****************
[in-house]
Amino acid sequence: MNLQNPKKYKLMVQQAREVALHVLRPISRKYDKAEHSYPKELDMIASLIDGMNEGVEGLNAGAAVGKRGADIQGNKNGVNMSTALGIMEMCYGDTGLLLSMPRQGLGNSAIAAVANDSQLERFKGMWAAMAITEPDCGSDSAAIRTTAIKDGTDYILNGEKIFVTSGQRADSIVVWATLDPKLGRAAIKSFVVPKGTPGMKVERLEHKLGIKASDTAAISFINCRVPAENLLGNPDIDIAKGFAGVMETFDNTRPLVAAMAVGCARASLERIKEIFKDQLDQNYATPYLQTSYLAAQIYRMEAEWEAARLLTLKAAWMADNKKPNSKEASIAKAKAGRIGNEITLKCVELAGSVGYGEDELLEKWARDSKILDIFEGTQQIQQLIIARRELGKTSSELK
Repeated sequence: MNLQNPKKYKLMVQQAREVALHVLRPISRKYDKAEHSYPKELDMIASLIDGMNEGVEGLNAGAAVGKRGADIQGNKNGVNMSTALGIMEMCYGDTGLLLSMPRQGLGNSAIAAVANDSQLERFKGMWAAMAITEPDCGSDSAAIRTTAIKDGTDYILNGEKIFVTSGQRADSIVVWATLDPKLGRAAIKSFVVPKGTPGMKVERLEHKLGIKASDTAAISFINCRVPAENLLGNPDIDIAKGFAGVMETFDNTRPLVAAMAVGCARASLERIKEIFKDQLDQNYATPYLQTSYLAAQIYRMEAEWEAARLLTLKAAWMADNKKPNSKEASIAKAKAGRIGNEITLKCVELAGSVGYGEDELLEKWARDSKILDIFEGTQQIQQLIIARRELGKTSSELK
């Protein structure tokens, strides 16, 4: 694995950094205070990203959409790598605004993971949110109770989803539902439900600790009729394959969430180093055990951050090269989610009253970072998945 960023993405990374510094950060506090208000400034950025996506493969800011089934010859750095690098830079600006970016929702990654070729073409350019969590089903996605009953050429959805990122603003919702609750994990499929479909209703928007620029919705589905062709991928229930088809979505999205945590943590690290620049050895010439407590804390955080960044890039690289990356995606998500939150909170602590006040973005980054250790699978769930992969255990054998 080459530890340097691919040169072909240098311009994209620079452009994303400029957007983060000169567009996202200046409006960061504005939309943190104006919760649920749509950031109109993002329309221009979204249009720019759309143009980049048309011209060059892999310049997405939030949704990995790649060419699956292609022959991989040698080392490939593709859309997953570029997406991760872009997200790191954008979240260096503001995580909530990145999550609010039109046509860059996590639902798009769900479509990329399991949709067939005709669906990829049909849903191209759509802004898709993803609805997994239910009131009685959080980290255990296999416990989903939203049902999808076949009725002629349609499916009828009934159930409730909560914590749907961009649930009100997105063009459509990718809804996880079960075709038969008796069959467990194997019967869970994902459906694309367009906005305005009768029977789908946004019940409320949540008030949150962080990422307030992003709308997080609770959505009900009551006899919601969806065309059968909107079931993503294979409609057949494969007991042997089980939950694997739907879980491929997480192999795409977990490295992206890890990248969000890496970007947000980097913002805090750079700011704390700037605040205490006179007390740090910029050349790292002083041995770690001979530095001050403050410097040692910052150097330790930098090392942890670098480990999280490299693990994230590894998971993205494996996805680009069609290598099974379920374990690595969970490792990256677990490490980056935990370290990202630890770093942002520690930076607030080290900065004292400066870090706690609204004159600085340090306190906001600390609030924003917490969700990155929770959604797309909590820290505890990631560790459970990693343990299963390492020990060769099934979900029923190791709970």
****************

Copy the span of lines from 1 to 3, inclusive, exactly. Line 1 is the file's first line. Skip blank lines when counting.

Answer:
[in-house]
Amino acid sequence: MNLQNPKKYKLMVQQAREVALHVLRPISRKYDKAEHSYPKELDMIASLIDGMNEGVEGLNAGAAVGKRGADIQGNKNGVNMSTALGIMEMCYGDTGLLLSMPRQGLGNSAIAAVANDSQLERFKGMWAAMAITEPDCGSDSAAIRTTAIKDGTDYILNGEKIFVTSGQRADSIVVWATLDPKLGRAAIKSFVVPKGTPGMKVERLEHKLGIKASDTAAISFINCRVPAENLLGNPDIDIAKGFAGVMETFDNTRPLVAAMAVGCARASLERIKEIFKDQLDQNYATPYLQTSYLAAQIYRMEAEWEAARLLTLKAAWMADNKKPNSKEASIAKAKAGRIGNEITLKCVELAGSVGYGEDELLEKWARDSKILDIFEGTQQIQQLIIARRELGKTSSELK
Repeated sequence: MNLQNPKKYKLMVQQAREVALHVLRPISRKYDKAEHSYPKELDMIASLIDGMNEGVEGLNAGAAVGKRGADIQGNKNGVNMSTALGIMEMCYGDTGLLLSMPRQGLGNSAIAAVANDSQLERFKGMWAAMAITEPDCGSDSAAIRTTAIKDGTDYILNGEKIFVTSGQRADSIVVWATLDPKLGRAAIKSFVVPKGTPGMKVERLEHKLGIKASDTAAISFINCRVPAENLLGNPDIDIAKGFAGVMETFDNTRPLVAAMAVGCARASLERIKEIFKDQLDQNYATPYLQTSYLAAQIYRMEAEWEAARLLTLKAAWMADNKKPNSKEASIAKAKAGRIGNEITLKCVELAGSVGYGEDELLEKWARDSKILDIFEGTQQIQQLIIARRELGKTSSELK